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MICROSOFT PAINT TO BE KILLED OFF AFTER 32 YEARS

By Wilma on June 11, 2017 | Blog

First released with the very first version of Windows 1.0 in 1985, Paint in its various guises would be one of the first graphics editors used by many and became a core part of Windows. Starting life as a 1-bit monochrome licensed version of ZSoft’s PC Paintbrush, it wasn’t until Windows 98 that Paint could save in JPEG.

With the Windows 10 Creators Update, released in April, Microsoft introduced the new Paint 3D, which is installed alongside traditional Paint and features 3D image making tools as well as some basic 2D image editing. But it is not an update to original Paint and doesn’t behave like it.

Now Microsoft has announced that, alongside Outlook Express, Reader app and Reading list, Microsoft Paint has been signalled for death having been added to the “features that are removed or deprecated in Windows 10 Fall Creators Update” list.

Falling under the deprecated column for apps that are “not in active development and might be removed in future releases”, Microsoft Paint’s ticket has been called and now it’s only a matter of time before it is removed like your favourite piece of old furniture from your childhood home.

Paint was never one of the most capable apps, and was limited to the bitmap (BMP) and PCX formats until 1998, but if you wanted to scribble something out using your mouse or make a quick cut and paste job, Paint was always there, even on work computers.

The most recent version of Paint for Windows 7 and later was much improved, but still considered feature poor compared to other free alternatives such as the third-party Paint.NET.

When Microsoft Paint will officially be removed from Windows has yet to be confirmed, while a precise date for the release of the Windows 10 Autumn Creators Update is equally up in the air. Whether, like Clippy, Windows users will celebrate or decry Paint’s removal, it will be a moment in the history of Windows as one of its longest-standing apps is put out to pasture.

UPDATE!! 7/25/2017

Microsoft Paint saved after outpouring of love – sort of

Microsoft says that it will put 32-year-old program on the Windows Store, but that won’t help office workers pining for some impromptu creative sessions

Microsoft Paint to be placed in the Windows Store instead of being killed off.

Samuel Gibbs (The Guardian)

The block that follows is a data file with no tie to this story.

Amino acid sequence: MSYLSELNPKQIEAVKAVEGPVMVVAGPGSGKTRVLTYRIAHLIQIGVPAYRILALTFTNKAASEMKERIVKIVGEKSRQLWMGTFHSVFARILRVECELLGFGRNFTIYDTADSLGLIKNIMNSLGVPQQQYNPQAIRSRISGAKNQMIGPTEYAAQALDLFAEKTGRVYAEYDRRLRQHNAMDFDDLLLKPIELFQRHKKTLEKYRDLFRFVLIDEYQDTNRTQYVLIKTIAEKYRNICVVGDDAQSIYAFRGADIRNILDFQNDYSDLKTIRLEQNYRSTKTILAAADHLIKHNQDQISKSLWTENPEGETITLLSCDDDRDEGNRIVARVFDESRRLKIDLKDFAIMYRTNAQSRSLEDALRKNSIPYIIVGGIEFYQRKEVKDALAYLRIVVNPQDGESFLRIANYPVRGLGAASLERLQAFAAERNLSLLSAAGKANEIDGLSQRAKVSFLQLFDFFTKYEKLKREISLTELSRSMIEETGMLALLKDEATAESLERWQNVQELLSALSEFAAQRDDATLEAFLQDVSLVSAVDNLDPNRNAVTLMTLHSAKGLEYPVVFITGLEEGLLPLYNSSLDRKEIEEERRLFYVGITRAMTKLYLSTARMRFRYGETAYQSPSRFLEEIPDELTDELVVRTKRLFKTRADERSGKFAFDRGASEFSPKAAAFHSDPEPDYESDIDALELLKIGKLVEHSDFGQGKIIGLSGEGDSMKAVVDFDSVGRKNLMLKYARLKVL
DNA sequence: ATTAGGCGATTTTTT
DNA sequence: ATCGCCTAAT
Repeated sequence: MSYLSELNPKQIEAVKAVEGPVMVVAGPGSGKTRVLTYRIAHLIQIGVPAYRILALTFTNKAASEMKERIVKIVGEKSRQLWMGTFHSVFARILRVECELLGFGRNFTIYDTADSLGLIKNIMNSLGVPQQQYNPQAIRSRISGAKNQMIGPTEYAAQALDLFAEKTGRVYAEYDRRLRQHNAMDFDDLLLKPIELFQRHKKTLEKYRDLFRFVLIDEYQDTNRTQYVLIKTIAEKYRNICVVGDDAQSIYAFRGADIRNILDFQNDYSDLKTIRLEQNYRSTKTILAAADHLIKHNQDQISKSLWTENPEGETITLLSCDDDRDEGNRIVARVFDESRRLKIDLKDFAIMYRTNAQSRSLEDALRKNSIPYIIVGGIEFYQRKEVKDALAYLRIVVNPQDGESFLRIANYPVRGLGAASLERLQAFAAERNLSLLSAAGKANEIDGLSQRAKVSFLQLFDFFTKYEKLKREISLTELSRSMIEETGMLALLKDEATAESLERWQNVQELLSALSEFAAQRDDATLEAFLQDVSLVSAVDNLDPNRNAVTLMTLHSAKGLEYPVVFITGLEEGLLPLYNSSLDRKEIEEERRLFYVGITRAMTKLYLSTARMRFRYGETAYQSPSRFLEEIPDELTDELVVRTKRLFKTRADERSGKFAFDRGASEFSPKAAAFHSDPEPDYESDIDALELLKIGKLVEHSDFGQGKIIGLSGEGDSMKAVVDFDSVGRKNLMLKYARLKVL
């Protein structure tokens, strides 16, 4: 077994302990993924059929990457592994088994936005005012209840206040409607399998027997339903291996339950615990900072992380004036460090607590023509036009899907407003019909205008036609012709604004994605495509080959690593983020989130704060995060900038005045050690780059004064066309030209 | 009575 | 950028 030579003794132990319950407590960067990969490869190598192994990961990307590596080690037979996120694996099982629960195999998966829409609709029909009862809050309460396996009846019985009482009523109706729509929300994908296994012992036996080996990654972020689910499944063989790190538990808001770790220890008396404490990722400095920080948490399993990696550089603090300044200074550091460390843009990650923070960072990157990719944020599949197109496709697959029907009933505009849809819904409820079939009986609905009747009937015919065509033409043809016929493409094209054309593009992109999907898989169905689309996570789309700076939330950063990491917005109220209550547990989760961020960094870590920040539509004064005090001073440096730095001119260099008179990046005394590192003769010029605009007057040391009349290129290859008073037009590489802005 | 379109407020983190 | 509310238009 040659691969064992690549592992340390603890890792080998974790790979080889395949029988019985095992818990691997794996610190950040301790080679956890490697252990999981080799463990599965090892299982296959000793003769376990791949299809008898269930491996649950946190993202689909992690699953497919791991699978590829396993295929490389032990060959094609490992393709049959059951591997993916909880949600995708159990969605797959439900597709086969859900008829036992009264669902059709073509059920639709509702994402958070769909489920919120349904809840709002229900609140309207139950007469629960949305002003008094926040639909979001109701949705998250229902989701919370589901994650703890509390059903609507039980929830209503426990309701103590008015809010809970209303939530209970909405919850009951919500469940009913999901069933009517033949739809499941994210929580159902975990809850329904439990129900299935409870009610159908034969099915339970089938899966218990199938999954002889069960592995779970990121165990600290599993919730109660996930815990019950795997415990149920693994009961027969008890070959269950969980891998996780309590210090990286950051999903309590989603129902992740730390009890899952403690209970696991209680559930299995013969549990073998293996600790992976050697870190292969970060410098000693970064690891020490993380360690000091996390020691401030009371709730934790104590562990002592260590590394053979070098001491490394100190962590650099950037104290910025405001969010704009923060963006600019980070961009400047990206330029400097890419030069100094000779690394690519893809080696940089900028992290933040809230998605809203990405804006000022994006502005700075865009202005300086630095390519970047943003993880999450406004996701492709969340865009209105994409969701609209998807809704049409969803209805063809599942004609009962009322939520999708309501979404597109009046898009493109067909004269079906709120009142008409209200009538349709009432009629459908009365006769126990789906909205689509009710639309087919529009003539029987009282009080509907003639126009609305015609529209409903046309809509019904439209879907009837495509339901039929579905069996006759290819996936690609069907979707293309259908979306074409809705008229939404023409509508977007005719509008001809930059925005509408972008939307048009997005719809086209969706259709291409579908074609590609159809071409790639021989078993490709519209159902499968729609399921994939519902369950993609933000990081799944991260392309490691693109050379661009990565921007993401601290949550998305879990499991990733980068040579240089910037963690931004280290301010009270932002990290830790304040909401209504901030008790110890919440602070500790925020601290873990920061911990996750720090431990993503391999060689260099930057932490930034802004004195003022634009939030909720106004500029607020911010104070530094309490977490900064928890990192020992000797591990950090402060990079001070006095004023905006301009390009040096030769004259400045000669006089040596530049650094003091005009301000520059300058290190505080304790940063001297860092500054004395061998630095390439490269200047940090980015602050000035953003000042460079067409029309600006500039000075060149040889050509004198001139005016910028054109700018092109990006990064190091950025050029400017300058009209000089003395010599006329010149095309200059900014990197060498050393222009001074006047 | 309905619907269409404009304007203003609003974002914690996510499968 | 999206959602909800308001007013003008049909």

Tuesday 25 July 2017 10.04 BST

After the tremendous outpouring of love across the internet for arguably the greatest Windows program ever, Microsoft has announced that it will save MS Paint by putting it on the Windows Store.

Following the company’s announcement that the 32-year-old Paint is deprecated, meaning that it is “not in active development and might be removed in future releases”, Microsoft put out a blogpostin response to the anguished outcry at the potential removal of an old friend.

Megan Saunders, Microsoft’s general manager of the 3D for Everyone initiative, said: “MS Paint is here to stay, it will just have a new home soon, in the Windows Store where it will be available for free.

“Today, we’ve seen an incredible outpouring of support and nostalgia around MS Paint. If there’s anything we learned, it’s that after 32 years, MS Paint has a lot of fans. It’s been amazing to see so much love for our trusty old app.”

Saunders also took the opportunity to push Paint 3D, which came with the Windows 10 Creators Update, is also in the Windows Store and Microsoft hopes you will you use instead.

Saving Microsoft Paint by putting it into the Windows Store instead of being a default part of Windows going forward is good, but it’s quite not the same as actually maintaining it in its current state as a core part of Windows like Notepad or Snipping Tool. The biggest difference is that Paint will no longer be installed by default with Windows and on work and enterprise machines, it is unlikely that system administrators will allow employees to install apps from the Windows Store in most situations.

So while home users will be free to download Microsoft Paint from the Windows Store and put it back where it belongs, office workers around the world will be deprived of their impromptu creative sessions once Paint is severed from Windows as standard.

 


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